I had no idea at the time what a lovely situation I was in.  It was only later in my career, when I saw how much pushing and shoving can go on, that I realized that Grant Tinker had created the most pleasant environment a writer could ever ask for.  I think what had something to do with that was that Jim Brooks was such an exceptional talent.  He and Allan Burns had created the Mary Tyler Moore Show, and of course Jim went on to become an Academy Award-winning director.  But I think Grant came to really rely on writers thanks to Jim and Allan.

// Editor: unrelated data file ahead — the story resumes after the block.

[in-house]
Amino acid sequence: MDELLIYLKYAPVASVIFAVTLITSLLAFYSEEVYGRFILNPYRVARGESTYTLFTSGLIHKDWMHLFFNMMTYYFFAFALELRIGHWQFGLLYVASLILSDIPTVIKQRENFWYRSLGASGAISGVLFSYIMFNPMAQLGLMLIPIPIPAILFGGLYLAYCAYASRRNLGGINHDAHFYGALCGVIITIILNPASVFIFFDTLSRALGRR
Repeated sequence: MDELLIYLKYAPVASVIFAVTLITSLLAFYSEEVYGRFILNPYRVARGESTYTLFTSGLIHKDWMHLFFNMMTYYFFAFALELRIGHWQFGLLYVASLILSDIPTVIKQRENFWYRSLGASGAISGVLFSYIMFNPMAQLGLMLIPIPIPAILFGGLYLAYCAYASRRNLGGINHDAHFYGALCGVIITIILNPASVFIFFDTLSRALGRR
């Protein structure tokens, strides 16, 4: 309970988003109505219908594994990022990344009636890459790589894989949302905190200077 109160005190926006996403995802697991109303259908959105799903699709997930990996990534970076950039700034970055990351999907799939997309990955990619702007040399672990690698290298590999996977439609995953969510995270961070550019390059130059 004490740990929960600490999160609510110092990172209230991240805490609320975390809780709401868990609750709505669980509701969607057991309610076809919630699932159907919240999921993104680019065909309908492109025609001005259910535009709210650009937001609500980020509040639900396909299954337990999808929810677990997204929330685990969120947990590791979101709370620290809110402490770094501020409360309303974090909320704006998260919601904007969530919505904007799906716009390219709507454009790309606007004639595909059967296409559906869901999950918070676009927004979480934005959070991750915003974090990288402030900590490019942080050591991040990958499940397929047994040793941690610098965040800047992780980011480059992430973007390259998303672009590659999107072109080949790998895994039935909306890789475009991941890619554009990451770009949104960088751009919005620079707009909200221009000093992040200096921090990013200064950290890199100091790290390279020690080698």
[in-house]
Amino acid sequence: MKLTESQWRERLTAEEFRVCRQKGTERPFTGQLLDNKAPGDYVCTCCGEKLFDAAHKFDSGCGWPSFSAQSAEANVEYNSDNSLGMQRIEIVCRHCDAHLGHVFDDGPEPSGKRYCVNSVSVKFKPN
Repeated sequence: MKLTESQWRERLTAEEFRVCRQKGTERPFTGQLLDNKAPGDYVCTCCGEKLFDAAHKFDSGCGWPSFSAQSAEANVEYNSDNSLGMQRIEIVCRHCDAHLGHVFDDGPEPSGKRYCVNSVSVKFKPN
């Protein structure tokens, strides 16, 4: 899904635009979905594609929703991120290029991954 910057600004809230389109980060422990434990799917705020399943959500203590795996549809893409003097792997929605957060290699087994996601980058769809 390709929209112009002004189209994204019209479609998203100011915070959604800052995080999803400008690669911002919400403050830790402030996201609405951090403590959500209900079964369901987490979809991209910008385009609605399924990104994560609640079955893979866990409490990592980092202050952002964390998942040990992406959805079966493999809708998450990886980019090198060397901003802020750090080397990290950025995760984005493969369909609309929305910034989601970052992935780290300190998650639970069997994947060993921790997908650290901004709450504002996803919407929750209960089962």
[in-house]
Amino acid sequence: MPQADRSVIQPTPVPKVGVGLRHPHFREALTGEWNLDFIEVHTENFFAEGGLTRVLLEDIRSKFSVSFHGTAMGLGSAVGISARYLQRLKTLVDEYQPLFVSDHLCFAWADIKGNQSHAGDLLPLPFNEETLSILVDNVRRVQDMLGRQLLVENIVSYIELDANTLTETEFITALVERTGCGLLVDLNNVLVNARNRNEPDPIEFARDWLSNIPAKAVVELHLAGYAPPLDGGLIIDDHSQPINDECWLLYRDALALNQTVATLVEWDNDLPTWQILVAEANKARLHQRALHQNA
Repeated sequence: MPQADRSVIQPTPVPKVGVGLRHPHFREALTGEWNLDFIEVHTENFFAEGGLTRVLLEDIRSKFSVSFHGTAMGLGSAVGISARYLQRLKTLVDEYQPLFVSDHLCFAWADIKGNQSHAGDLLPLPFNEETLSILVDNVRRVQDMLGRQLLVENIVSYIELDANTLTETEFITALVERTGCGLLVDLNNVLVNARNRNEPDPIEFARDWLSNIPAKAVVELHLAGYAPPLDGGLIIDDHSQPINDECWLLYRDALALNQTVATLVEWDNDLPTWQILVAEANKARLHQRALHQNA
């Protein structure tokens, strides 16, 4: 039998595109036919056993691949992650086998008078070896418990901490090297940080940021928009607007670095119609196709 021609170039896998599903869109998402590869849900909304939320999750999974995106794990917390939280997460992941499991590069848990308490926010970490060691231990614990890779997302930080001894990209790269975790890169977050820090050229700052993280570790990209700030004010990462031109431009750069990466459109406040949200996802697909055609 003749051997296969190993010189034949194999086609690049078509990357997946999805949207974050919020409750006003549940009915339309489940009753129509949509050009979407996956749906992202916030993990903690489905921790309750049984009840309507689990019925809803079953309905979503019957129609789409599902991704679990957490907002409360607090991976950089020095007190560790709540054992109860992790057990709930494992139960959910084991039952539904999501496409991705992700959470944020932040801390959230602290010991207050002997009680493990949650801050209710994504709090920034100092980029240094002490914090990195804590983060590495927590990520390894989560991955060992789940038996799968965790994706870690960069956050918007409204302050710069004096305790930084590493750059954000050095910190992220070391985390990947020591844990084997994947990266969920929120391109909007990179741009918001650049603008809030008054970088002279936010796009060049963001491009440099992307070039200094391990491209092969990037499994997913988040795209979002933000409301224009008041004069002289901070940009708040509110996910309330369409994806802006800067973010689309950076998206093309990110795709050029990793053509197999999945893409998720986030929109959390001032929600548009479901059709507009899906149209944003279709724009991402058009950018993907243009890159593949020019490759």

MHTV:  What inspired WKRP?  Did you have a background in radio or in music?

HW:  No, but when I was in the advertising business in Atlanta, there was a bar there called Harrison’s that for some reason was kind of a media bar.  All the radio sales reps and disc jockeys and advertising people hung out there, and I knew a lot of people in radio, and I thought they were an interesting group.  When I had the idea, when I was asked by Grant, “Do you have any pilot ideas?”, I thought of a rock and roll station that was down on its luck.  And when CBS said, “Yeah, let’s look into that,” I went back to Atlanta, and my friends at the Top 40 rock station there let me come in and hang out for a couple of weeks.